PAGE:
How Medicare works with other insurance
In the event you have:
In the case of Medicare and other health insurance coverage (such as a group health plan, retiree coverage, or Medicaid), each type of coverage is referred to as a "payer." When there is more than one payer, a "coordination of benefits" rule determines who pays first. "Primary payers" pay their bills first, and then send the remainder to "secondary payers" (supplemental payers). Occasionally, a third party may be involved.
What it means to pay primary/secondary
It is the primary payer's responsibility to pay up to its coverage limits.
A secondary insurer pays only if the primary insurer did not cover the costs.
There is a possibility that the secondary payer (which may be Medicare) will not cover all the remaining expenses.
Medicare Part B may be required before you can receive benefits from your group health plan or retiree coverage.
Whenever an insurance company fails to pay a claim promptly (usually within 120 days), your doctor or other provider may bill Medicare. If Medicare makes a conditional payment, it may later recover any payments it should have made to the primary payer.
I have Medicare and:
I am 65 or older and have group health plan coverage through my current employer or my spouse's employer.
In a company with more than 20 employees, the group health plan pays first, followed by Medicare. If your group health plan didn't cover all of your bill, your doctor or healthcare provider should submit the bill to Medicare for secondary payment. Medicare and group health plans may not cover all costs. Employers with more than 20 employees must offer the same health benefits to employees 65 and older as to employees under 65. It is the employer's responsibility to offer the same coverage to spouses 65 years and older as to spouses under 65.
Medicare pays first, and the group health plan pays second if the employer has fewer than 20 employees.
When both conditions are met, Medicare pays first, followed by the group health plan if there are fewer than 20 employees.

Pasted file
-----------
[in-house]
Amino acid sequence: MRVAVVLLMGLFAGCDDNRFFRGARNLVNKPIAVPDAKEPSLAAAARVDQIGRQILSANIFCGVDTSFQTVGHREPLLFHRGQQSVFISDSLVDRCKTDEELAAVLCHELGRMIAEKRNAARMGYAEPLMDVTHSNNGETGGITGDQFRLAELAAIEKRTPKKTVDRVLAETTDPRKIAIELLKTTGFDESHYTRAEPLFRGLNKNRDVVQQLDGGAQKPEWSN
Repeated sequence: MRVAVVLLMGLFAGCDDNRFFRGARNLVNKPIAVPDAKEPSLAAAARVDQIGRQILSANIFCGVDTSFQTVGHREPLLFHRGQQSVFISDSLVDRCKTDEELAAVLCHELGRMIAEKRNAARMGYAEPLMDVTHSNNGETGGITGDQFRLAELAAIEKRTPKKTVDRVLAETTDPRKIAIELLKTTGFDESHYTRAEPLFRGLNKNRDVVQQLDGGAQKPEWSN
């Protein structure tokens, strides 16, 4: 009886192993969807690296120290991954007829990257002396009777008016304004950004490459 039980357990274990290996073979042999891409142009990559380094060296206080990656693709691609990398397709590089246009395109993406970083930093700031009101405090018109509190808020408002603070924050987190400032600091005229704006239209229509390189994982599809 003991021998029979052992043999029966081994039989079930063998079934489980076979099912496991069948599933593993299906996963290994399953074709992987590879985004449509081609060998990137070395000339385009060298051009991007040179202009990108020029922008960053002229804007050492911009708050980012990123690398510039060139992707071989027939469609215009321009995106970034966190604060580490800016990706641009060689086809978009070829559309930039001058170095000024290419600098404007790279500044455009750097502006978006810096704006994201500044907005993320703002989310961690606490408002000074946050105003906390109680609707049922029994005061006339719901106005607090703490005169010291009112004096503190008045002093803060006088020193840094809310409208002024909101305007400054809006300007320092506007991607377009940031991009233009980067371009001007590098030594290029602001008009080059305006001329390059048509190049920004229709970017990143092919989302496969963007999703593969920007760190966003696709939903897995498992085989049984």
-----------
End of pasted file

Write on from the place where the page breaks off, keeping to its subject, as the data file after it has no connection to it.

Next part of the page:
A group health plan for multiple employers is provided by the employer
There is at least one other employer with 20 or more employees
A doctor or health care provider should submit a bill to Medicare for secondary payment if the group health plan doesn't pay all of the bill. Unless Medicare or the group health plan covers the costs, you may have to pay them.
As a retired employee with group health coverage from my former employer, I am under 65, disabled, and disabled. Unless you're currently employed, Medicare pays first, followed by your group health plan. Under 65, disabled, retired, and covered by my family member's current employer's group health insurance.
The group health plan of your family member pays first, followed by Medicare if the employer has 100 or more employees.
When an employer has less than 100 employees, but he or she is part of a multiemployer group health plan, the group health plan pays first and Medicare pays second.
Medicare pays first then your family member's group health plan if the employer has fewer than 100 employees and isn't part of a multiemployer plan.
Due to End-Stage Renal Disease (ESRD), I am covered by Medicare and group health insurance plans (including retiree coverage).
Your group health plan pays first, and Medicare pays second during a coordination period that lasts up to 30 months if you have ESRD. Depending on your employment or a family member's coverage, you can have group health coverage or retiree coverage.
As soon as the coordination period ends, Medicare pays first, followed by your group health plan (or retiree coverage).
I am covered by a group health plan. In the beginning, I got Medicare because I turned 65 or because I was disabled (other than having end-stage renal disease (ESRD)).
In the event that you originally got Medicare first, that coverage will continue to pay first. As a member of a group health plan or a retiree, you may have coverage through your employer or through a member of your family. +Due to End-Stage Renal Disease (ESRD), I have Medicare and COBRA coverage.
The coordination period lasts for 30 months after you become eligible for Medicare due to ESRD, and COBRA pays first, then Medicare. Medicare pays first following the coordination period.
I get health care services from Indian Health Service (IHS) or an IHS provider.